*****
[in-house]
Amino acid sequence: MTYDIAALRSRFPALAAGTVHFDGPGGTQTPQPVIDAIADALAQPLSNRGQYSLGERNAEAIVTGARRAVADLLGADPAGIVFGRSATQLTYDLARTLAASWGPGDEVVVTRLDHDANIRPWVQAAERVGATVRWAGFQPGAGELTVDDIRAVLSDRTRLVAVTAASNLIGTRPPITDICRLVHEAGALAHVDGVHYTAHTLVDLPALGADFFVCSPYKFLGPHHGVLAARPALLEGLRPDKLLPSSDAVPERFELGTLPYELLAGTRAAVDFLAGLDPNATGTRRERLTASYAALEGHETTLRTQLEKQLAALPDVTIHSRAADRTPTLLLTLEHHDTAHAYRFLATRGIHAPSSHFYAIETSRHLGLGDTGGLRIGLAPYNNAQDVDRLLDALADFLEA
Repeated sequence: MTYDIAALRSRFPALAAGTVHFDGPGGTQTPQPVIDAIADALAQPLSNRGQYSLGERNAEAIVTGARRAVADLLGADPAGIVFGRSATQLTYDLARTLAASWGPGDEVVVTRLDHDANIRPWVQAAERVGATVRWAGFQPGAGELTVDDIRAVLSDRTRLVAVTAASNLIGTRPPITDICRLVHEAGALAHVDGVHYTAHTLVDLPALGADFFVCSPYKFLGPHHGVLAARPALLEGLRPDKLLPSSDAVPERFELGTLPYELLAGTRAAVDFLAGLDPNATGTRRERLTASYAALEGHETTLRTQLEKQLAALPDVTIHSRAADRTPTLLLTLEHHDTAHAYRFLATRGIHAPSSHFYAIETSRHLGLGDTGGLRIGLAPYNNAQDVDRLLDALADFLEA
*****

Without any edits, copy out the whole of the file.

[in-house]
Amino acid sequence: MTYDIAALRSRFPALAAGTVHFDGPGGTQTPQPVIDAIADALAQPLSNRGQYSLGERNAEAIVTGARRAVADLLGADPAGIVFGRSATQLTYDLARTLAASWGPGDEVVVTRLDHDANIRPWVQAAERVGATVRWAGFQPGAGELTVDDIRAVLSDRTRLVAVTAASNLIGTRPPITDICRLVHEAGALAHVDGVHYTAHTLVDLPALGADFFVCSPYKFLGPHHGVLAARPALLEGLRPDKLLPSSDAVPERFELGTLPYELLAGTRAAVDFLAGLDPNATGTRRERLTASYAALEGHETTLRTQLEKQLAALPDVTIHSRAADRTPTLLLTLEHHDTAHAYRFLATRGIHAPSSHFYAIETSRHLGLGDTGGLRIGLAPYNNAQDVDRLLDALADFLEA
Repeated sequence: MTYDIAALRSRFPALAAGTVHFDGPGGTQTPQPVIDAIADALAQPLSNRGQYSLGERNAEAIVTGARRAVADLLGADPAGIVFGRSATQLTYDLARTLAASWGPGDEVVVTRLDHDANIRPWVQAAERVGATVRWAGFQPGAGELTVDDIRAVLSDRTRLVAVTAASNLIGTRPPITDICRLVHEAGALAHVDGVHYTAHTLVDLPALGADFFVCSPYKFLGPHHGVLAARPALLEGLRPDKLLPSSDAVPERFELGTLPYELLAGTRAAVDFLAGLDPNATGTRRERLTASYAALEGHETTLRTQLEKQLAALPDVTIHSRAADRTPTLLLTLEHHDTAHAYRFLATRGIHAPSSHFYAIETSRHLGLGDTGGLRIGLAPYNNAQDVDRLLDALADFLEA